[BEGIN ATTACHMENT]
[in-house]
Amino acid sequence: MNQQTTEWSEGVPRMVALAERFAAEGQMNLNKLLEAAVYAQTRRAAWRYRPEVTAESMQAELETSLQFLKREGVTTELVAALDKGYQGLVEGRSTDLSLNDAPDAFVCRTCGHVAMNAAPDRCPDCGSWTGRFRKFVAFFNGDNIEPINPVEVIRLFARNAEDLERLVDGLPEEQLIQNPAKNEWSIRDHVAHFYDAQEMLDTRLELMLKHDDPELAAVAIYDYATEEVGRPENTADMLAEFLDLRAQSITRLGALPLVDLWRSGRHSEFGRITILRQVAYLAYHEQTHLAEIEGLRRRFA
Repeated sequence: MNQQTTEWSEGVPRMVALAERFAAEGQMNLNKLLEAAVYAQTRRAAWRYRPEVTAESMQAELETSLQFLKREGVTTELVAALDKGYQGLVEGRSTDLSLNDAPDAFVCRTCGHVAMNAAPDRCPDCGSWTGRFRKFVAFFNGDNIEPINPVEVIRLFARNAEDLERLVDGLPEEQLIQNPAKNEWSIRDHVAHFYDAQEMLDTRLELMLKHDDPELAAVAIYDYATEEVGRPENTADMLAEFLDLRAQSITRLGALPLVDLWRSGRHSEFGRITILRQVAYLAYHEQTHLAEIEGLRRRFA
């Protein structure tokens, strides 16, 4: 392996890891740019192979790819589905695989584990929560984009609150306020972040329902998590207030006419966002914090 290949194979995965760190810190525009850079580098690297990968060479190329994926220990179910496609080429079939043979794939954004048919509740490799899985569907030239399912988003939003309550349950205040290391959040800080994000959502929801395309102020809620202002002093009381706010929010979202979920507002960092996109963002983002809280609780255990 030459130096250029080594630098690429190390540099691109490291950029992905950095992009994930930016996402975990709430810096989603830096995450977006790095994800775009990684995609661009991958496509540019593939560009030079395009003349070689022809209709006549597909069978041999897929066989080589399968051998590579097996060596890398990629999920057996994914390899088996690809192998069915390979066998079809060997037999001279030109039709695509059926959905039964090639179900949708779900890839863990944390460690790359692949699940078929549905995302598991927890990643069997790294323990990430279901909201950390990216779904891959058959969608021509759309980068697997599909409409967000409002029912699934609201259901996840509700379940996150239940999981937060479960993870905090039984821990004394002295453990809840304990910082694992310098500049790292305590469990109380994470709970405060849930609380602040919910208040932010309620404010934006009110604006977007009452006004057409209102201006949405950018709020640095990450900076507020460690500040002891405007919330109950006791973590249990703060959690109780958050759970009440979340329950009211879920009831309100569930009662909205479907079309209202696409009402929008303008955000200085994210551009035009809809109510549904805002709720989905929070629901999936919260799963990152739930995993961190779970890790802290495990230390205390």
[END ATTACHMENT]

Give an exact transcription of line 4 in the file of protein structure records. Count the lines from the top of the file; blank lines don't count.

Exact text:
């Protein structure tokens, strides 16, 4: 392996890891740019192979790819589905695989584990929560984009609150306020972040329902998590207030006419966002914090 290949194979995965760190810190525009850079580098690297990968060479190329994926220990179910496609080429079939043979794939954004048919509740490799899985569907030239399912988003939003309550349950205040290391959040800080994000959502929801395309102020809620202002002093009381706010929010979202979920507002960092996109963002983002809280609780255990 030459130096250029080594630098690429190390540099691109490291950029992905950095992009994930930016996402975990709430810096989603830096995450977006790095994800775009990684995609661009991958496509540019593939560009030079395009003349070689022809209709006549597909069978041999897929066989080589399968051998590579097996060596890398990629999920057996994914390899088996690809192998069915390979066998079809060997037999001279030109039709695509059926959905039964090639179900949708779900890839863990944390460690790359692949699940078929549905995302598991927890990643069997790294323990990430279901909201950390990216779904891959058959969608021509759309980068697997599909409409967000409002029912699934609201259901996840509700379940996150239940999981937060479960993870905090039984821990004394002295453990809840304990910082694992310098500049790292305590469990109380994470709970405060849930609380602040919910208040932010309620404010934006009110604006977007009452006004057409209102201006949405950018709020640095990450900076507020460690500040002891405007919330109950006791973590249990703060959690109780958050759970009440979340329950009211879920009831309100569930009662909205479907079309209202696409009402929008303008955000200085994210551009035009809809109510549904805002709720989905929070629901999936919260799963990152739930995993961190779970890790802290495990230390205390």